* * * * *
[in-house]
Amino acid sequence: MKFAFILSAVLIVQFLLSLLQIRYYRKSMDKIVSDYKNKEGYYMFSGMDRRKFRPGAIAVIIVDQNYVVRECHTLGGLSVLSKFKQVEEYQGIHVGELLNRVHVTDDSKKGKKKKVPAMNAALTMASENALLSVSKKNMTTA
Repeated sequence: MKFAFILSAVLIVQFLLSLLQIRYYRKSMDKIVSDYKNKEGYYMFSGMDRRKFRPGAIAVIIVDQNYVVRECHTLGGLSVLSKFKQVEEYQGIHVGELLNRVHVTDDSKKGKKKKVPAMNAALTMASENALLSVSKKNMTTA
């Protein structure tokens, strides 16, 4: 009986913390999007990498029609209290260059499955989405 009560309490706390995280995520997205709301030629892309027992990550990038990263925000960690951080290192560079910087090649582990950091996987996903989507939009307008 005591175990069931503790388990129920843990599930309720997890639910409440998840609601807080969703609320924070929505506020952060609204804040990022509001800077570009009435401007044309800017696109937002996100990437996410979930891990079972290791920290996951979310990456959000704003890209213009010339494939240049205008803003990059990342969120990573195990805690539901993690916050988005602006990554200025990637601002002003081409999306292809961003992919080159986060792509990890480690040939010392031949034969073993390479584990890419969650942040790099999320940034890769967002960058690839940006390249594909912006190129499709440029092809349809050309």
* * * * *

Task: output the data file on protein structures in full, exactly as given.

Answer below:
[in-house]
Amino acid sequence: MKFAFILSAVLIVQFLLSLLQIRYYRKSMDKIVSDYKNKEGYYMFSGMDRRKFRPGAIAVIIVDQNYVVRECHTLGGLSVLSKFKQVEEYQGIHVGELLNRVHVTDDSKKGKKKKVPAMNAALTMASENALLSVSKKNMTTA
Repeated sequence: MKFAFILSAVLIVQFLLSLLQIRYYRKSMDKIVSDYKNKEGYYMFSGMDRRKFRPGAIAVIIVDQNYVVRECHTLGGLSVLSKFKQVEEYQGIHVGELLNRVHVTDDSKKGKKKKVPAMNAALTMASENALLSVSKKNMTTA
């Protein structure tokens, strides 16, 4: 009986913390999007990498029609209290260059499955989405 009560309490706390995280995520997205709301030629892309027992990550990038990263925000960690951080290192560079910087090649582990950091996987996903989507939009307008 005591175990069931503790388990129920843990599930309720997890639910409440998840609601807080969703609320924070929505506020952060609204804040990022509001800077570009009435401007044309800017696109937002996100990437996410979930891990079972290791920290996951979310990456959000704003890209213009010339494939240049205008803003990059990342969120990573195990805690539901993690916050988005602006990554200025990637601002002003081409999306292809961003992919080159986060792509990890480690040939010392031949034969073993390479584990890419969650942040790099999320940034890769967002960058690839940006390249594909912006190129499709440029092809349809050309």